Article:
PPV prep football a hit
BY Stacy Kaneshiro
Advertiser Staff Writer
OC 16's pay-per-view and pay Web telecasts of the Dec. 4 state football championships were considered such a success that negotiations are in progress to do it again next year.
The pay-per-view generated more than $50,000 for the Hawai'i High School Athletic Association, the governing body that conducts state tournaments.
"It is safe to say it exceeded everyone's expectations for the amount of sales and the amount of money," said director of OC 16 sports Dave Vinton, adding the cable provider was hoping to net at least 1,000 subscribers. "We made more than $50,000 for HHSAA and that is a substantial amount over the base television rights we were in contract with them."
Vinton said he could not reveal the exact number who purchased the pay-per-view package, only saying it was "more than a thousand."
"For a first-time joint venture, I thought it was a great success in that we made more money through our TV deal than ever before and we still had strong attendance," HHSAA executive director Keith Amemiya said.
The past two years, the state title games were televised by OC 16 on a delayed basis, usually the day after the game, to protect the gate. This year's games drew 21,661, the fourth-highest turnout in the 11 years of the state tournament.
The only other football title game that was shown on pay-per-view was the 1998 O'ahu Prep Bowl between Saint Louis and Kahuku. That telecast made $100,000 in sales for Oceanic. In the Prep Bowl arrangement between the O'ahu Interscholastic Association and Interscholastic League of Honolulu, revenue was shared among the then-21 OIA schools and the six ILH football programs. The 27 programs shared $30,000 they got from Oceanic.
OC 16 did telecast the first-round state tournament game between Leilehua and Baldwin live from Maui, the station's first live football broadcast from the Valley Isle. It also broadcast the Division I semifinals from Aloha Stadium live. Vinton said OC 16 has always wanted to do the championship live, but there was a reluctance because of its possible affect on attendance. Amemiya said this year, Oceanic and the HHSAA agreed to a trial.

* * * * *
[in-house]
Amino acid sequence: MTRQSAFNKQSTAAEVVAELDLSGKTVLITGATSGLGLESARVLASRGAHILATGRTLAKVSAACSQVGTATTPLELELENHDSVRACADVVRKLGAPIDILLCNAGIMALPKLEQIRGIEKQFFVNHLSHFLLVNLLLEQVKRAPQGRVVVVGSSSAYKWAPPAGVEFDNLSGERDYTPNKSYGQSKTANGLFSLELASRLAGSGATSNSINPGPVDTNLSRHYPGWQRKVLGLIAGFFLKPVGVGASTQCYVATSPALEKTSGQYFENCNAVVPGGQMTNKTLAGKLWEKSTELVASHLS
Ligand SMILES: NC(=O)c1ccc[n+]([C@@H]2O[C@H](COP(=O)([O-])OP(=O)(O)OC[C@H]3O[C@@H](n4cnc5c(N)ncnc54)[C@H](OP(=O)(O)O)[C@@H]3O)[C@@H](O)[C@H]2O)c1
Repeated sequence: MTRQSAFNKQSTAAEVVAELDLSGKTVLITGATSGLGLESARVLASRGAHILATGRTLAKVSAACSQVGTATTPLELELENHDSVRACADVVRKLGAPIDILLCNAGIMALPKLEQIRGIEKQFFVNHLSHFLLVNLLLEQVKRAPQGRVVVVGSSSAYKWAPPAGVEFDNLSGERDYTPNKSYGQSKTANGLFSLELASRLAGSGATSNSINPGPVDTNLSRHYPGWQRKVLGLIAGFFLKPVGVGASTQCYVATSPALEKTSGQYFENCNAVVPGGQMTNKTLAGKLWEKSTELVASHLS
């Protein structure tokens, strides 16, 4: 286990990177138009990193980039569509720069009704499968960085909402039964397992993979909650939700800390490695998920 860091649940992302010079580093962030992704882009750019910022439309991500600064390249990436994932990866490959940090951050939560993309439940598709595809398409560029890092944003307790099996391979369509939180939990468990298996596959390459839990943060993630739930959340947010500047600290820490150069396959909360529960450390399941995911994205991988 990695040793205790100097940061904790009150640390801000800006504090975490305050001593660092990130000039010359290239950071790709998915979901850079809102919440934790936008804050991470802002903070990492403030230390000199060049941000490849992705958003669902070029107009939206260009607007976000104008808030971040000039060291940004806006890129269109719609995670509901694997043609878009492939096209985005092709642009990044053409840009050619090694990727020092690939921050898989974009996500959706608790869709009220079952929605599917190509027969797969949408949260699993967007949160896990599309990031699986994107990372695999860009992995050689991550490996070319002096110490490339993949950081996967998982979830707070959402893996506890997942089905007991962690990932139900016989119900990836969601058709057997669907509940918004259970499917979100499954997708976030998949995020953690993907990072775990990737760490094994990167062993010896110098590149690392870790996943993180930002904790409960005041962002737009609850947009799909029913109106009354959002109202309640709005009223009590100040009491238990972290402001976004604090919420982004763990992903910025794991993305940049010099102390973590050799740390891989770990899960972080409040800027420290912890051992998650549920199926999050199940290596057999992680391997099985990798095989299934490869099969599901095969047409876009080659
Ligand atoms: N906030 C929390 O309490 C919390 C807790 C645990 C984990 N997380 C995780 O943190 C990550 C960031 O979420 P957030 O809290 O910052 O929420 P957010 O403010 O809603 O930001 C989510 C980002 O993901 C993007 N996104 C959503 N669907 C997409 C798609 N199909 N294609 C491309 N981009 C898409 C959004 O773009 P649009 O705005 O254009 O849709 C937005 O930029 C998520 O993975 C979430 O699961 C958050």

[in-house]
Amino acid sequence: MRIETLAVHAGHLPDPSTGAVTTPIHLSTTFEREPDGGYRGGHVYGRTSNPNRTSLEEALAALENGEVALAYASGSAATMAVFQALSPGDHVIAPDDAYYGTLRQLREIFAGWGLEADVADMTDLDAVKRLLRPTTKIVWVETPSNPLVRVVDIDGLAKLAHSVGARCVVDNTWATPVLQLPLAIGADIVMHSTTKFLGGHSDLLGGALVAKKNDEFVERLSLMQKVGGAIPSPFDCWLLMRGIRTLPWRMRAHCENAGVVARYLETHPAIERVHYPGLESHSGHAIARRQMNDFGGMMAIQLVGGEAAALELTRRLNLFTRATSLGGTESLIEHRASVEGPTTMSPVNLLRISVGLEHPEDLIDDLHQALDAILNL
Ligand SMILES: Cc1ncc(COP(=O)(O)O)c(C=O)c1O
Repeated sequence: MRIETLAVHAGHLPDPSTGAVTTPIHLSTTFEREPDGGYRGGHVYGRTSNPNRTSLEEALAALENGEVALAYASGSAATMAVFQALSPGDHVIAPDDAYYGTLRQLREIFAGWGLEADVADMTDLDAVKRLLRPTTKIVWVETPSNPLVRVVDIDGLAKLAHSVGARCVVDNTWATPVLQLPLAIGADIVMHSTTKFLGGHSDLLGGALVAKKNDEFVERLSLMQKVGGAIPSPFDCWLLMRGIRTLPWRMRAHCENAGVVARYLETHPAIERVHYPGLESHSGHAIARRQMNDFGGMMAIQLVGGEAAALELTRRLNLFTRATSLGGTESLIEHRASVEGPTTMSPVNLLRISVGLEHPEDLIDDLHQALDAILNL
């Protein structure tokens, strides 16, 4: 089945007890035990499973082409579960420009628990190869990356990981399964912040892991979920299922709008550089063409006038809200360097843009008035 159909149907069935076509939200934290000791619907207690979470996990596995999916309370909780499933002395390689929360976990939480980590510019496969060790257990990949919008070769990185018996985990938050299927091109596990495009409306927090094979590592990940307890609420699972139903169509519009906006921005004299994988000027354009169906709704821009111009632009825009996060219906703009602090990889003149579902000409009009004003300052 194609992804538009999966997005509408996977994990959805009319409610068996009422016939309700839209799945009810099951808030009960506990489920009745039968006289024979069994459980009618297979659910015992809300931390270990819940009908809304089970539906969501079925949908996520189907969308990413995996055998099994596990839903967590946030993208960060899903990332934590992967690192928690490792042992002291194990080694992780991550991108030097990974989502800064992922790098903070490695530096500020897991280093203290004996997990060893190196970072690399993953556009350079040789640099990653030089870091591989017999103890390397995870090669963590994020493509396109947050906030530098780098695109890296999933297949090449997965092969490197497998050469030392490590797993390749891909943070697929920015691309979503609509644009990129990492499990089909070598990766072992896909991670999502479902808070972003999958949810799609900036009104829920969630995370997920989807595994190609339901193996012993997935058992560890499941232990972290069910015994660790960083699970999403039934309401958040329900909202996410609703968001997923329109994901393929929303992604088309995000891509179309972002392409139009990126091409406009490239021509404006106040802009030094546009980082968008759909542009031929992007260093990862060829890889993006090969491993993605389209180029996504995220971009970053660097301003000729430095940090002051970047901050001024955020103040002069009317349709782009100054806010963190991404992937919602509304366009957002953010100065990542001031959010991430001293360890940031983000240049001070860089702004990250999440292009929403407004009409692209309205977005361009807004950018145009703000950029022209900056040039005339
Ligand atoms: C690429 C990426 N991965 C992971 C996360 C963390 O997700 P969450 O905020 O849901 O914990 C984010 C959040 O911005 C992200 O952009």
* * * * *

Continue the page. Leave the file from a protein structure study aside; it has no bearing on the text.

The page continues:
"If we didn't, we'd be speculating every year" the effects of a live telecast on the gate, Amemiya said.
"I think the biggest thing was that their gate was not hurt," Vinton added. "They had a very good attendance for the event."
Vinton said Oceanic took some heat on message boards or blogs about the pay-per-view. Oceanic views pay-per-view as another live option for fans. Vinton said those who purchased pay-per-view were unlikely to attend the game, generating revenue that otherwise would've been lost.
The boom of large-screen and high-definition TVs also might be a factor.
"I think we're at a convergence of technologies," Vinton said. "People are into HD now, the price of those big TVs has come down. So if you're a sports fan, there's no doubt you love watching sports in HD on the biggest screen possible, so it doesn't hurt, at the very least."
The pay-per-view package for the Division II championship between 'Iolani and Kaua'i and the Division I championship between Kamehameha and Kahuku cost $29.95 for O'ahu customers before game day and jumped to $49.95 on game day. For Neighbor Island customers it was $14.95 and $24.95, respectively.
Despite the increased markup, purchases on game day were "close to pre-orders," said Vinton said, adding this was common for other pay-per-view athletic events.
"It's not surprising to have a surge on the day of the event," Vinton said. "That's kind of typical for whatever the event, MMA, boxing, all those type of things, there's a lot of last-minute sales."
The telecast was on the Internet for $10, available only for purchase an hour before the 4:30 p.m. start of the Division II game. Vinton said there were more than 400 Webcast orders. He said he received a number of e-mails from Kahuku and Kamehameha followers around the world inquiring about the game.
General admission was $12 for the championship game, although discounted tickets for $9 were available at O'ahu and Kaua'i branches of First Hawaiian Bank, the title sponsor for the football tournament. Parking at Aloha Stadium for high school events is $2.
Vinton added Oceanic had a nice response from the Neighbor Islands, led by Kaua'i, which had a team in the Division II title game.
Although he hasn't received a complete accounting of the OC 16 and gate receipts, Amemiya estimates the football state tournaments, including corporate sponsorships, will generate more than $200,000. Three-fourths of that will be distributed among the 48 athletic programs with football teams and the rest to the HHSAA.
Moreover, OC 16 and the HHSAA will make contributions to the Save Our Sports fund that aids public schools from budget cuts.